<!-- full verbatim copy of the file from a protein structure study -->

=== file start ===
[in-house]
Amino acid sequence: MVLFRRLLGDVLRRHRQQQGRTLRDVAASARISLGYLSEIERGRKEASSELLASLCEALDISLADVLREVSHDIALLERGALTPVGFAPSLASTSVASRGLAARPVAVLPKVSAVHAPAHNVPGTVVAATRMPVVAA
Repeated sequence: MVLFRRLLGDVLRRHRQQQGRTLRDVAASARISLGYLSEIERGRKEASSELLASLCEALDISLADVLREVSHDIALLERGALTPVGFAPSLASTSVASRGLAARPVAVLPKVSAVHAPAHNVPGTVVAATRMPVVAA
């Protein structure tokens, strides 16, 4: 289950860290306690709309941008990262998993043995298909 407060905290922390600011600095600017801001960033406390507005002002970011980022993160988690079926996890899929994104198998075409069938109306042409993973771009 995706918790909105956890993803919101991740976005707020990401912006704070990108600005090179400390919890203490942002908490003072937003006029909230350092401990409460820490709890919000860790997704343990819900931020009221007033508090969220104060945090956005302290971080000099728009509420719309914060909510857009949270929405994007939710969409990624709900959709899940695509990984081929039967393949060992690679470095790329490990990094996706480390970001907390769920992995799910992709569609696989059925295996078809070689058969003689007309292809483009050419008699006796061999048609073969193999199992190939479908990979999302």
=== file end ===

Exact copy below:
[in-house]
Amino acid sequence: MVLFRRLLGDVLRRHRQQQGRTLRDVAASARISLGYLSEIERGRKEASSELLASLCEALDISLADVLREVSHDIALLERGALTPVGFAPSLASTSVASRGLAARPVAVLPKVSAVHAPAHNVPGTVVAATRMPVVAA
Repeated sequence: MVLFRRLLGDVLRRHRQQQGRTLRDVAASARISLGYLSEIERGRKEASSELLASLCEALDISLADVLREVSHDIALLERGALTPVGFAPSLASTSVASRGLAARPVAVLPKVSAVHAPAHNVPGTVVAATRMPVVAA
């Protein structure tokens, strides 16, 4: 289950860290306690709309941008990262998993043995298909 407060905290922390600011600095600017801001960033406390507005002002970011980022993160988690079926996890899929994104198998075409069938109306042409993973771009 995706918790909105956890993803919101991740976005707020990401912006704070990108600005090179400390919890203490942002908490003072937003006029909230350092401990409460820490709890919000860790997704343990819900931020009221007033508090969220104060945090956005302290971080000099728009509420719309914060909510857009949270929405994007939710969409990624709900959709899940695509990984081929039967393949060992690679470095790329490990990094996706480390970001907390769920992995799910992709569609696989059925295996078809070689058969003689007309292809483009050419008699006796061999048609073969193999199992190939479908990979999302």